East Ender Billy Taylor’s illustrious career spanned that from Olympic boxing champ, a member of the Territorial Army, to starring in Harry Potter as a member of the Ugly acting agency.
Billy Taylor was a born entertainer and natural extrovert, feeling most at ease in front of the camera or under the lights in a boxing ring. His life of adrenalin and living life to the absolute fullest eventually caught up with him when he died 19th January 2022 at the age of 68, due to kidney and eventual organ failure. He leaves his wife Elaine and daughter Natasha behind him.
Born on the 14th September 1952, Billy grew up in Haggerston with his dad Toshy, mum, older sister and brother Brian. His childhood was that of a ‘typical East End boy’, packed with adventure and physical activity, Mark Newman from Repton boxing club tells me.
Mark was a few years Billy’s junior, meeting him around the age of 11 at Repton Boxing Club. Toshy started his sons Billy and Brian out in their local clubs in Hoxton. But he moved them onto Repton Boxing Club to join the ranks of international stars, when it was apparent Billy had a natural talent and appetite for the sport.
Billy attended Daneford School for boys near Columbia Road, where the boxer Johnny Stracey also went. Mark would cycle over to Clissold Park to play with Brian, who was more his contemporary, where they’d join Billy’s father Toshy – the park keeper – for a cup of tea and a chat. He looked up to Billy as the older kid, and recalls that from a young age he was naturally out-going, sociable with a brilliant sense of humour.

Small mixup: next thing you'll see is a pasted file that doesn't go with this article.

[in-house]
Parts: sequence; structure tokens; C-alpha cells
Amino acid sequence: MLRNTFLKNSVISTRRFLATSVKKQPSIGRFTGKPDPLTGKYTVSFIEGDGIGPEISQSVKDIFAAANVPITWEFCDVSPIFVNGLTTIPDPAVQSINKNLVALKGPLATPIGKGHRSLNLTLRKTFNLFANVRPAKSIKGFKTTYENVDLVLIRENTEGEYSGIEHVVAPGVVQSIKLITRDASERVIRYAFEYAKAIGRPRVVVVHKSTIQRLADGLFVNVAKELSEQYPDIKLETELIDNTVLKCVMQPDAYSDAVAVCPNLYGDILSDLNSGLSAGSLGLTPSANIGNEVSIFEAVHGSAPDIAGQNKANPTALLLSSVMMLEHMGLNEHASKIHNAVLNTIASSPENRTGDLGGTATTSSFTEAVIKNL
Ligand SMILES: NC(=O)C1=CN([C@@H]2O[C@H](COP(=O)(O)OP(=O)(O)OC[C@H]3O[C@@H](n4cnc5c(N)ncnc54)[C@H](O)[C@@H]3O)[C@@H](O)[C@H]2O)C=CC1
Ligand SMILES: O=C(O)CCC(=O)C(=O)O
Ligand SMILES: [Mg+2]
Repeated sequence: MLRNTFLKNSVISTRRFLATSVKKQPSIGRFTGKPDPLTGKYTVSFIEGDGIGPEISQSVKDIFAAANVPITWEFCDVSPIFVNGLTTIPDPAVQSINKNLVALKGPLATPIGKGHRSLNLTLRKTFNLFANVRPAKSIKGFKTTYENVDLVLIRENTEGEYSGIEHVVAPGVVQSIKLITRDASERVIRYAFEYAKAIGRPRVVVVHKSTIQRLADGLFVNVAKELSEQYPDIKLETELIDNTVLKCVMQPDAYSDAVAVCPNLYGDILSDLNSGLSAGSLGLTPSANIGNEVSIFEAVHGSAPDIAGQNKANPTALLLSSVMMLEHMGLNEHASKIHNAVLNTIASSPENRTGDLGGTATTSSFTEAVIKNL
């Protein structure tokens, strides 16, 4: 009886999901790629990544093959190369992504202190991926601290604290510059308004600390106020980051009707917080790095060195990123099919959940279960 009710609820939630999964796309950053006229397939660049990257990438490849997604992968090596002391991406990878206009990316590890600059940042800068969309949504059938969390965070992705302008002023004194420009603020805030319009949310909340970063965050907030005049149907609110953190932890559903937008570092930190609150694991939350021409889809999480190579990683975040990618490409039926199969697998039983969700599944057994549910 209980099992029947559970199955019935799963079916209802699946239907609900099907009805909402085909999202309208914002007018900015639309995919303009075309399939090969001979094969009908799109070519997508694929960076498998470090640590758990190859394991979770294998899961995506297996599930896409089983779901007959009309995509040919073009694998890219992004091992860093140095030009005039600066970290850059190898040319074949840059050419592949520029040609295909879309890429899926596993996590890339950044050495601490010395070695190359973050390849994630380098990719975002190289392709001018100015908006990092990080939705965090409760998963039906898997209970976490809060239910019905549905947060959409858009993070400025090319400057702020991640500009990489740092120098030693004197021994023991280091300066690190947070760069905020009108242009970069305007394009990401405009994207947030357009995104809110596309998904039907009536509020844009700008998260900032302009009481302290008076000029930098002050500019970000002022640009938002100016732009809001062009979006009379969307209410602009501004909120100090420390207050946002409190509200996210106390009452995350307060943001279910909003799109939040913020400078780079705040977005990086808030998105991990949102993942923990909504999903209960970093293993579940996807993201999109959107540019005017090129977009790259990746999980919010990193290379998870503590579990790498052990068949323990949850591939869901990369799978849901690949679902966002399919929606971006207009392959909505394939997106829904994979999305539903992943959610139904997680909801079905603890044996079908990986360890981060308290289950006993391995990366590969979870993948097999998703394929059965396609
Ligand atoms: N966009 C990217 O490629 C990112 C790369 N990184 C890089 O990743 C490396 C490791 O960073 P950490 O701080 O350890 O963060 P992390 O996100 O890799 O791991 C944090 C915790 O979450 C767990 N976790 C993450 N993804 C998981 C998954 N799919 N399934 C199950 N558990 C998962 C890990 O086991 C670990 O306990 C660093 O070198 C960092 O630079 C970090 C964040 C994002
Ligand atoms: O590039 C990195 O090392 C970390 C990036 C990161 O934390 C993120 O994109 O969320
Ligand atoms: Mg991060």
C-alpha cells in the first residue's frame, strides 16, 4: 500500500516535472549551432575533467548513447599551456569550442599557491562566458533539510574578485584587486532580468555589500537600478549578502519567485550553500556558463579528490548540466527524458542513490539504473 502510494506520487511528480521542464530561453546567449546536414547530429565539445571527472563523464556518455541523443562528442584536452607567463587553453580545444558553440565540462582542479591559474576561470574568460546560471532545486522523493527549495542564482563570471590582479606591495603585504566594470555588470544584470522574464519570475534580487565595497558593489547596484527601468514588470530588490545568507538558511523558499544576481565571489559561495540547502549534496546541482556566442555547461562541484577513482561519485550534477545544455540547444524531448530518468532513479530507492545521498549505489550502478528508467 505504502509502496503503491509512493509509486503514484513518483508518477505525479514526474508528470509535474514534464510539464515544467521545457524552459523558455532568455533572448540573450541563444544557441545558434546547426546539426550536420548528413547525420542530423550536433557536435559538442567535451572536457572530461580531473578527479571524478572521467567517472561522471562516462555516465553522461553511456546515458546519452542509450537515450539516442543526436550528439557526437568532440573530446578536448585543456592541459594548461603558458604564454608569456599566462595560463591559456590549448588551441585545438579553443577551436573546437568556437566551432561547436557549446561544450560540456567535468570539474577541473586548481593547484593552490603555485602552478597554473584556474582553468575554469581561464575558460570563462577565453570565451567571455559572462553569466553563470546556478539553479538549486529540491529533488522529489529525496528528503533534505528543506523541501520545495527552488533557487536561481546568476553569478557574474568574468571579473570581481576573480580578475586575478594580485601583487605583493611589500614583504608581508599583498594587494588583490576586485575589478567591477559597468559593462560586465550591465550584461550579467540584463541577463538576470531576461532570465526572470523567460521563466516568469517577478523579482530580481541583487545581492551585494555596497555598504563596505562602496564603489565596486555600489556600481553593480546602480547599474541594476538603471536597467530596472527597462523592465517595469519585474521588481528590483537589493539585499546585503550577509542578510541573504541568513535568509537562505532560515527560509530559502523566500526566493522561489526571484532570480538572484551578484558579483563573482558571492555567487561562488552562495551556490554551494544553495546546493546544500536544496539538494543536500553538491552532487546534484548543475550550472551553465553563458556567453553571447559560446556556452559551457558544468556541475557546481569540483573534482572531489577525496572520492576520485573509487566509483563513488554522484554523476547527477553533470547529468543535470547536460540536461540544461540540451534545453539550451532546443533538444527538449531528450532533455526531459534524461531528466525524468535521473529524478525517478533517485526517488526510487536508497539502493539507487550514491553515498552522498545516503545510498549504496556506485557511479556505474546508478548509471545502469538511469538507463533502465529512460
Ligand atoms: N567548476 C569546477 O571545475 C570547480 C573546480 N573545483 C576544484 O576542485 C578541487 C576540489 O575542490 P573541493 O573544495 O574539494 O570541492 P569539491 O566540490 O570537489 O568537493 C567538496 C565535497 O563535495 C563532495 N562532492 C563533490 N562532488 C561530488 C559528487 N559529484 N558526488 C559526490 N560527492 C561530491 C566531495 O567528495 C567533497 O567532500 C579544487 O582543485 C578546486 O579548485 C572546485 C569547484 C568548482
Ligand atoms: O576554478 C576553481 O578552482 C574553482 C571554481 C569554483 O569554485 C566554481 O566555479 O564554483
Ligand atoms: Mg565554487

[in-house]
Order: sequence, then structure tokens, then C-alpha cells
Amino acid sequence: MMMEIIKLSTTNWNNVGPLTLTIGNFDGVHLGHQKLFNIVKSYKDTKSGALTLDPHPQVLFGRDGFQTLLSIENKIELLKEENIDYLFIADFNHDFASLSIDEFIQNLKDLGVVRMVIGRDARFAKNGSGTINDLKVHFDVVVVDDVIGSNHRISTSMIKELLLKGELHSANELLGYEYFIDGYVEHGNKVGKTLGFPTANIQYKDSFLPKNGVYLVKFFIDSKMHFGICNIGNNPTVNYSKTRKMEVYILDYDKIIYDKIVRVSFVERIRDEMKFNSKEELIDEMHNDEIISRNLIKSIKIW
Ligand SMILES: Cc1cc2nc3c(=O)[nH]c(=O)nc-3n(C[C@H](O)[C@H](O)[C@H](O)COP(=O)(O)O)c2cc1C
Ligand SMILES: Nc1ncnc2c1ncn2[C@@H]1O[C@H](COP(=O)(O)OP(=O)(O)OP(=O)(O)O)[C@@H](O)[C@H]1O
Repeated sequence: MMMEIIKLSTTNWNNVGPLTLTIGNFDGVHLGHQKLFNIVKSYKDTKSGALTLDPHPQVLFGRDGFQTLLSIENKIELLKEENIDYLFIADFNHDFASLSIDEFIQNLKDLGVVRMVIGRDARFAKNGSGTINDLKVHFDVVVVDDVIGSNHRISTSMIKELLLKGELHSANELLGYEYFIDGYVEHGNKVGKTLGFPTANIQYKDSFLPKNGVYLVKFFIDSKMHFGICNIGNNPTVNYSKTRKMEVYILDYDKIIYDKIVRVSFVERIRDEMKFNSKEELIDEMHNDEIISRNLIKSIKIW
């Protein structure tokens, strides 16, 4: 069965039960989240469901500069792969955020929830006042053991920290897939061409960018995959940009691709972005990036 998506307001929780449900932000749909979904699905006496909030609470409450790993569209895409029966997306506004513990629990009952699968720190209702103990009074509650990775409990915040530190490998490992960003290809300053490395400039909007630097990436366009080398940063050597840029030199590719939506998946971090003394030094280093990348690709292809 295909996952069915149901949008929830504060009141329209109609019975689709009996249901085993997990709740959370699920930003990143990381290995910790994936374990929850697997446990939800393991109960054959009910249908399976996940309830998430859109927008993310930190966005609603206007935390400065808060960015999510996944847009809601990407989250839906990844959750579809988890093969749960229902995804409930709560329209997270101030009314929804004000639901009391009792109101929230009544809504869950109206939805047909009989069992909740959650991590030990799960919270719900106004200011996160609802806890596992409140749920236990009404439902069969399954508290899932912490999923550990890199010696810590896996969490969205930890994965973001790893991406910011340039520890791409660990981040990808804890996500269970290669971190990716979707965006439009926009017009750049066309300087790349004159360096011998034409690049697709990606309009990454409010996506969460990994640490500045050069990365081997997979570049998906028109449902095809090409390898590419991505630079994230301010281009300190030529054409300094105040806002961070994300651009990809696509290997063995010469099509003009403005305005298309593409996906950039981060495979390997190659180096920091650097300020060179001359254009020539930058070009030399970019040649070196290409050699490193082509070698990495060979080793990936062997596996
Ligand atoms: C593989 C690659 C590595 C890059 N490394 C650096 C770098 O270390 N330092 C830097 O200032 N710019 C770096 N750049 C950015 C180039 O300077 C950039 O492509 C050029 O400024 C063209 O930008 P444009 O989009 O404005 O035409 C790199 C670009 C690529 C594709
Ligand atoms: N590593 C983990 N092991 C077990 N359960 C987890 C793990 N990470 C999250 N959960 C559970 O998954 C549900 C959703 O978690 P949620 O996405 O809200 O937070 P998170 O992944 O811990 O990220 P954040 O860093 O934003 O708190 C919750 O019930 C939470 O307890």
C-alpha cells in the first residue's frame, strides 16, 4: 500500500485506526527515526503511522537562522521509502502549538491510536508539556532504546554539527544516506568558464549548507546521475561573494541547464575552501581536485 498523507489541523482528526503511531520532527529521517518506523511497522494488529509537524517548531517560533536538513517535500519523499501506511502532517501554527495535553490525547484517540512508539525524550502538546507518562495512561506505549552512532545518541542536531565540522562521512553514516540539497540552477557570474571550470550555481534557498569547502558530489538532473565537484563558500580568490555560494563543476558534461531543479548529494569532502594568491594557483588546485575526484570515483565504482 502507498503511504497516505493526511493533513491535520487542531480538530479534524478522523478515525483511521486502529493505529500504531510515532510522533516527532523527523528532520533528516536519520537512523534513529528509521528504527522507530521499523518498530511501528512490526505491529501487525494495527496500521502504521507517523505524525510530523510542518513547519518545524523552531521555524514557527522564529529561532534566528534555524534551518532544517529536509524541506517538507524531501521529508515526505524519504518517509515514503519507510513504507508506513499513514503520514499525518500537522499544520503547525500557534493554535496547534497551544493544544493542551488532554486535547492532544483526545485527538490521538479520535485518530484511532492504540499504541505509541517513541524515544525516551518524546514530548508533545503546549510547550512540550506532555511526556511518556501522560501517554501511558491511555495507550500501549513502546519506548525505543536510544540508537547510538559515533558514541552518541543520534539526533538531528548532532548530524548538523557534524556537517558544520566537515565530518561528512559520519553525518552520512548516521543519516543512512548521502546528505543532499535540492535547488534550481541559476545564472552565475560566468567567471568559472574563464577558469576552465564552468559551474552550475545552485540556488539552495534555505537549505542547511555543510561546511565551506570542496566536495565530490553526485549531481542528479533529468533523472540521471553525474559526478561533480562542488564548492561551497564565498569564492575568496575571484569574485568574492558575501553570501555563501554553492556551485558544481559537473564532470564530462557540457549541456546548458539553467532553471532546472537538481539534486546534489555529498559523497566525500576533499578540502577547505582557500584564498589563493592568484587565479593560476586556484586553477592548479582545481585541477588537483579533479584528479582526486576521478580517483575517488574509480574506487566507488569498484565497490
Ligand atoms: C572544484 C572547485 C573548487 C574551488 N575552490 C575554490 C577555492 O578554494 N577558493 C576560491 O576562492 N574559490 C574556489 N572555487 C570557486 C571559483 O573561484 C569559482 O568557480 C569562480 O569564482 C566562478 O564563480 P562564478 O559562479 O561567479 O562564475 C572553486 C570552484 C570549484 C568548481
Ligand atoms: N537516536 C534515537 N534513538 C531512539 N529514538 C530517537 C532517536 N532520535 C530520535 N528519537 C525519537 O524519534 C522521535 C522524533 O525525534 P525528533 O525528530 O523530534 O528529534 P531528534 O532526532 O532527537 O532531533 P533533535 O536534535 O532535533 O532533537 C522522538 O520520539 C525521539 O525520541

A childhood of outdoorsiness and physical activity inspired Billy to join the territorial army in his teenage years. Mark explains that lots of people they knew toyed with the idea, but most had the good sense not to go through with it. Billy however was a proud participant, and was an honorary member of the Royal Green Jackets right until the end of his life.
Billy and the other boys spent most evenings training and sparring at Repton, spending so much time together it was as if ‘they became brothers’, Mark says. Billy’s skill and dedication set a high precedent for his peers.
He was like a ‘little bulldog! Always moving forward on the attack – what we call a box fighter’. Mark jokes that he never fought Billy, ‘he was far too powerful for me!’
His strength and technique won him a national title as a junior, representing Repton. He continued to excel through his senior boxing career, winning more national titles for the club and the nickname ‘Billy the Kid’.
Mark vividly remembers watching him fight Jimmy Flint, ‘the Wapping Assassin’ in the final of the North East Division of the ABA’s when they were about nineteen years old. It was an especially ‘ferocious and exciting match’, which contrary to the declared outcome Jimmy still insists he in fact won to this day!
In 1972 Billy fought at the men’s featherweight event at the Munich Olympics, defeating Lachen Magfour of Morocco before eventually losing to Jochen Backfield of East Germany. It was at this point he turned professional, going on to win all five professional fights and gaining six belts.